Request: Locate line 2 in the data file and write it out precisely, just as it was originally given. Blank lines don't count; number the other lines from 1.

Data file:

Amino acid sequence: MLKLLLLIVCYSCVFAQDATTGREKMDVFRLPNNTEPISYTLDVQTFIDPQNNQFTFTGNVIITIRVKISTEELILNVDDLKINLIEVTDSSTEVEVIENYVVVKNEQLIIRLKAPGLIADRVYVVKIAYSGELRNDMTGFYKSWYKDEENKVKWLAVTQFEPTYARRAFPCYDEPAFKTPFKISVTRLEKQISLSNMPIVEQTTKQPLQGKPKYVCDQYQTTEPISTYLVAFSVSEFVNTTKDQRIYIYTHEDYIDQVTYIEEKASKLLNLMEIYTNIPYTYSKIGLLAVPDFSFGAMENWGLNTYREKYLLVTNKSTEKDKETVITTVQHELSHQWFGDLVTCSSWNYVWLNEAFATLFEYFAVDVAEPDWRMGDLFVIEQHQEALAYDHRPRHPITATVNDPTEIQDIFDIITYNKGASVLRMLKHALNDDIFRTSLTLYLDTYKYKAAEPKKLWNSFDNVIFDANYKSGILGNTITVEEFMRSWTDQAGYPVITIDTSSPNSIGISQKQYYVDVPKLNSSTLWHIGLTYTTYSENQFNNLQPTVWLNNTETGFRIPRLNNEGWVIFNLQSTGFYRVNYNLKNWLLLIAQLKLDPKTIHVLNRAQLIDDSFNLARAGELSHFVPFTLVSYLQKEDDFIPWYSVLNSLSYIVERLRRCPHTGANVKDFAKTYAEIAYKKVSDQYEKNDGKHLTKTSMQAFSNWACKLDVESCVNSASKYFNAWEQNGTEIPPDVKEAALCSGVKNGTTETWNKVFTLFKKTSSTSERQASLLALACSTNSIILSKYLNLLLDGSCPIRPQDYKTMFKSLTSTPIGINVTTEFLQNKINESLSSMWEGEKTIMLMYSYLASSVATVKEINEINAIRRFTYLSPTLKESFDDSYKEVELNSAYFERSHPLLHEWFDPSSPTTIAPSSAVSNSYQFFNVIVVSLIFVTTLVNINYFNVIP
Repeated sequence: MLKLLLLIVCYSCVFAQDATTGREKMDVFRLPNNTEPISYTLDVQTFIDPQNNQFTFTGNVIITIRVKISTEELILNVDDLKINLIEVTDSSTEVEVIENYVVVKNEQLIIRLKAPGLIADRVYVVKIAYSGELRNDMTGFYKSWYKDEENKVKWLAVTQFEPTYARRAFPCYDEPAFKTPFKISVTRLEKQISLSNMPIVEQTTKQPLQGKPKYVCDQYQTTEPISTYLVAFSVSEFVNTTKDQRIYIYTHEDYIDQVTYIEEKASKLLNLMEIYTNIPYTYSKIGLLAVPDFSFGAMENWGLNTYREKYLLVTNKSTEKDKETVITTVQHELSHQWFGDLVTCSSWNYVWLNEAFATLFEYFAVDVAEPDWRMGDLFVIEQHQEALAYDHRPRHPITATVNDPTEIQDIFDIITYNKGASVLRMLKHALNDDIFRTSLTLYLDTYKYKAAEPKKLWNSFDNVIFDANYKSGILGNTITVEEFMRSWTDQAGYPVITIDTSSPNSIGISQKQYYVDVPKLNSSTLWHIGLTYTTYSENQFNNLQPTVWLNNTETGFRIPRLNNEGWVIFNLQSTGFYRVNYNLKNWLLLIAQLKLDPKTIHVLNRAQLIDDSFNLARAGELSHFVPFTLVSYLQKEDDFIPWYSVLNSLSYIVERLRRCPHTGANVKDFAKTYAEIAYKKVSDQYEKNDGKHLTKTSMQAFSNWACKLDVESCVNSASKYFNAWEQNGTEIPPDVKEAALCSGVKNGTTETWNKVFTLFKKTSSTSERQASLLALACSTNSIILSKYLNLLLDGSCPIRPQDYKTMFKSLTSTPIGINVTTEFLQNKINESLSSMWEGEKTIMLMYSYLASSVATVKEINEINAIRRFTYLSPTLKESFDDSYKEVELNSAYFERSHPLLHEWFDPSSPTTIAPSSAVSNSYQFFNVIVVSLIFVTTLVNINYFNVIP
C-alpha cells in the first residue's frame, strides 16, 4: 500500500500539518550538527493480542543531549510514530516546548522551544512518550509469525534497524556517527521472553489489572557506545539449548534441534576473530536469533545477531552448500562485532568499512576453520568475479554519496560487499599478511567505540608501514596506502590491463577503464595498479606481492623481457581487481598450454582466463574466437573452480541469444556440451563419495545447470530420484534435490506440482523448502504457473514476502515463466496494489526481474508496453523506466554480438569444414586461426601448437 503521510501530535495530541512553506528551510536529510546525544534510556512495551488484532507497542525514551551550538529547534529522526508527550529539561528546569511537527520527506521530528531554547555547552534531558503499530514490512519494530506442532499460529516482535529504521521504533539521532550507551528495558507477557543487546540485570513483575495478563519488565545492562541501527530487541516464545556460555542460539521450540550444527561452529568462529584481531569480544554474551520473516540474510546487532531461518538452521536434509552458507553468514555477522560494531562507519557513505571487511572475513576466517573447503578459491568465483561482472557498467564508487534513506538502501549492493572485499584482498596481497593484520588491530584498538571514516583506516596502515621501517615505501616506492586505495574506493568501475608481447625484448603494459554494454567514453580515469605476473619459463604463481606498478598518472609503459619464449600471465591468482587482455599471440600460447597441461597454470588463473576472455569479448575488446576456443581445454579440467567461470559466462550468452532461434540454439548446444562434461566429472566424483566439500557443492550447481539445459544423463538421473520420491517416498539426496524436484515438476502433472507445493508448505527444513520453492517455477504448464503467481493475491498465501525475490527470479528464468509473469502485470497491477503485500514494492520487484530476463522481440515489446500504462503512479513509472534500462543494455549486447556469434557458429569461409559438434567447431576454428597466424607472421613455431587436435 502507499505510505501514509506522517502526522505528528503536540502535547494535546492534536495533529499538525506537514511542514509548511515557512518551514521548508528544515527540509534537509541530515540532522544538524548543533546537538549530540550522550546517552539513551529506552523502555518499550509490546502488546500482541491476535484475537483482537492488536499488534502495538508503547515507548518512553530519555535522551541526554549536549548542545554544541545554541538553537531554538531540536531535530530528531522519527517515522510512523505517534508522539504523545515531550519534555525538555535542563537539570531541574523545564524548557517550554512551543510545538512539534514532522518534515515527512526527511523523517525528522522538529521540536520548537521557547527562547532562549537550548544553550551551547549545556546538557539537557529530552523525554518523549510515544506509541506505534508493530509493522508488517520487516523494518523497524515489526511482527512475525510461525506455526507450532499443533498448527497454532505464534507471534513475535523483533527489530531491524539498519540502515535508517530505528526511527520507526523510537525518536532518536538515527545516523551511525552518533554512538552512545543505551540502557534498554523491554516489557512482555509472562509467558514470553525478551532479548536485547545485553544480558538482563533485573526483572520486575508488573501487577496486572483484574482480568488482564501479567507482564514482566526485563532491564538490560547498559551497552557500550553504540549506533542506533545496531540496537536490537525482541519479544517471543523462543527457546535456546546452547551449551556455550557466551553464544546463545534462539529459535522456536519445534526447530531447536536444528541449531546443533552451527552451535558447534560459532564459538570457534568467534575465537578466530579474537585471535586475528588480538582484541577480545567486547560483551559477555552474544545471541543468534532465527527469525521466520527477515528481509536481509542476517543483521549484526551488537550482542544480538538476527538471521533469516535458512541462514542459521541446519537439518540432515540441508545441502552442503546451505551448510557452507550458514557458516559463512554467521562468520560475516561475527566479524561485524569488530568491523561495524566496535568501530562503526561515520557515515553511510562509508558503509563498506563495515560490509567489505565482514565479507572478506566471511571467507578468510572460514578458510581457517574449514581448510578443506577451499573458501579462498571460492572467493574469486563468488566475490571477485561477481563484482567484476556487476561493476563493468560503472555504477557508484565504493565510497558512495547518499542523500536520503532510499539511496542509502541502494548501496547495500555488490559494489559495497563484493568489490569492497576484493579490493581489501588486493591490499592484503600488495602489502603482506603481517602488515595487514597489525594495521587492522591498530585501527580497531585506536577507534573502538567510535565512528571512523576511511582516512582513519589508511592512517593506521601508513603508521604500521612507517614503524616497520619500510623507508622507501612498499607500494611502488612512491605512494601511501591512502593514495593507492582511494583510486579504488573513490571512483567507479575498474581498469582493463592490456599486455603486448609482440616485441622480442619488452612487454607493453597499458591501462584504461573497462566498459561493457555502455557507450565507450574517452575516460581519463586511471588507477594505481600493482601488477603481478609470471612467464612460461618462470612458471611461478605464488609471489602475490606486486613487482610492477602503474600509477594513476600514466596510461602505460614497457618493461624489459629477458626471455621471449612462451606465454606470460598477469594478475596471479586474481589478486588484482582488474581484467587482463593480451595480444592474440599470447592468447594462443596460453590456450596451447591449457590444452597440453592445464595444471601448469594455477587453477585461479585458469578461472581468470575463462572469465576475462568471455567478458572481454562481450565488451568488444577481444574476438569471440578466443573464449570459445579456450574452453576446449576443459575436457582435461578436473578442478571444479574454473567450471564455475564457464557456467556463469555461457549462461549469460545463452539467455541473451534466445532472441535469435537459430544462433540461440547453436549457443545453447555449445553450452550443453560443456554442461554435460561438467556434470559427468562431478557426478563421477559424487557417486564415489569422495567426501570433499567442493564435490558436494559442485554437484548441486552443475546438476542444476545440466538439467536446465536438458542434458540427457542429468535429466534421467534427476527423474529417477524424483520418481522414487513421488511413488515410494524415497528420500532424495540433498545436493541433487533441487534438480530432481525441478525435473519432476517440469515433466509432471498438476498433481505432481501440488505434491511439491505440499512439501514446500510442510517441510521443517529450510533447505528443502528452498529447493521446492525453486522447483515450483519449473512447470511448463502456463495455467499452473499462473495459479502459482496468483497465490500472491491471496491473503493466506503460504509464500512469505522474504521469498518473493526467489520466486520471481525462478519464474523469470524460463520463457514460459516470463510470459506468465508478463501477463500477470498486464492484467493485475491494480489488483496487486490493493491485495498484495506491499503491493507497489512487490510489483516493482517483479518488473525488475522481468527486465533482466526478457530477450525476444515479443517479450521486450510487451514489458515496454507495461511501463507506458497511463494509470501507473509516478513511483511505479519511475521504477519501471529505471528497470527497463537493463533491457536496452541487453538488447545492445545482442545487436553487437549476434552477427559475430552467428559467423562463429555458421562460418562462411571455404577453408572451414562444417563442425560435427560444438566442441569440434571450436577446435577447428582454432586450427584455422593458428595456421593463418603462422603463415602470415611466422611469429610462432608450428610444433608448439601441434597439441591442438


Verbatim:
Repeated sequence: MLKLLLLIVCYSCVFAQDATTGREKMDVFRLPNNTEPISYTLDVQTFIDPQNNQFTFTGNVIITIRVKISTEELILNVDDLKINLIEVTDSSTEVEVIENYVVVKNEQLIIRLKAPGLIADRVYVVKIAYSGELRNDMTGFYKSWYKDEENKVKWLAVTQFEPTYARRAFPCYDEPAFKTPFKISVTRLEKQISLSNMPIVEQTTKQPLQGKPKYVCDQYQTTEPISTYLVAFSVSEFVNTTKDQRIYIYTHEDYIDQVTYIEEKASKLLNLMEIYTNIPYTYSKIGLLAVPDFSFGAMENWGLNTYREKYLLVTNKSTEKDKETVITTVQHELSHQWFGDLVTCSSWNYVWLNEAFATLFEYFAVDVAEPDWRMGDLFVIEQHQEALAYDHRPRHPITATVNDPTEIQDIFDIITYNKGASVLRMLKHALNDDIFRTSLTLYLDTYKYKAAEPKKLWNSFDNVIFDANYKSGILGNTITVEEFMRSWTDQAGYPVITIDTSSPNSIGISQKQYYVDVPKLNSSTLWHIGLTYTTYSENQFNNLQPTVWLNNTETGFRIPRLNNEGWVIFNLQSTGFYRVNYNLKNWLLLIAQLKLDPKTIHVLNRAQLIDDSFNLARAGELSHFVPFTLVSYLQKEDDFIPWYSVLNSLSYIVERLRRCPHTGANVKDFAKTYAEIAYKKVSDQYEKNDGKHLTKTSMQAFSNWACKLDVESCVNSASKYFNAWEQNGTEIPPDVKEAALCSGVKNGTTETWNKVFTLFKKTSSTSERQASLLALACSTNSIILSKYLNLLLDGSCPIRPQDYKTMFKSLTSTPIGINVTTEFLQNKINESLSSMWEGEKTIMLMYSYLASSVATVKEINEINAIRRFTYLSPTLKESFDDSYKEVELNSAYFERSHPLLHEWFDPSSPTTIAPSSAVSNSYQFFNVIVVSLIFVTTLVNINYFNVIP